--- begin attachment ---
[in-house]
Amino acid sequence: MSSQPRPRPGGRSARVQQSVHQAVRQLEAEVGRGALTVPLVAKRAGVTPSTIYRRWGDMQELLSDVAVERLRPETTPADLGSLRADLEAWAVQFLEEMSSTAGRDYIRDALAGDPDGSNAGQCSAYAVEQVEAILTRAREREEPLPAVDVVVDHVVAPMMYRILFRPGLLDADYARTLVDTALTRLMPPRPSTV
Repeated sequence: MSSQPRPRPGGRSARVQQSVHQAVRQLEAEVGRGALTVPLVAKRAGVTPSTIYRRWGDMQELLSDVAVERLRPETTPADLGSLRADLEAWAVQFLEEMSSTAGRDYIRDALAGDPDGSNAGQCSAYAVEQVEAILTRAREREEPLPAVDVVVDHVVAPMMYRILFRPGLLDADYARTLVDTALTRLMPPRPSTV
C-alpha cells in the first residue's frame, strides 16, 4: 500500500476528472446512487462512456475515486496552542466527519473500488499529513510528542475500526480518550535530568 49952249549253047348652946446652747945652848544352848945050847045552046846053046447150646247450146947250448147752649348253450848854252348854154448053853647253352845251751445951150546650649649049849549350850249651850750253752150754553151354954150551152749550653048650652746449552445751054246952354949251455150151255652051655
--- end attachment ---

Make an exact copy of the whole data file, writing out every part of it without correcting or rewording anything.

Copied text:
[in-house]
Amino acid sequence: MSSQPRPRPGGRSARVQQSVHQAVRQLEAEVGRGALTVPLVAKRAGVTPSTIYRRWGDMQELLSDVAVERLRPETTPADLGSLRADLEAWAVQFLEEMSSTAGRDYIRDALAGDPDGSNAGQCSAYAVEQVEAILTRAREREEPLPAVDVVVDHVVAPMMYRILFRPGLLDADYARTLVDTALTRLMPPRPSTV
Repeated sequence: MSSQPRPRPGGRSARVQQSVHQAVRQLEAEVGRGALTVPLVAKRAGVTPSTIYRRWGDMQELLSDVAVERLRPETTPADLGSLRADLEAWAVQFLEEMSSTAGRDYIRDALAGDPDGSNAGQCSAYAVEQVEAILTRAREREEPLPAVDVVVDHVVAPMMYRILFRPGLLDADYARTLVDTALTRLMPPRPSTV
C-alpha cells in the first residue's frame, strides 16, 4: 500500500476528472446512487462512456475515486496552542466527519473500488499529513510528542475500526480518550535530568 49952249549253047348652946446652747945652848544352848945050847045552046846053046447150646247450146947250448147752649348253450848854252348854154448053853647253352845251751445951150546650649649049849549350850249651850750253752150754553151354954150551152749550653048650652746449552445751054246952354949251455150151255652051655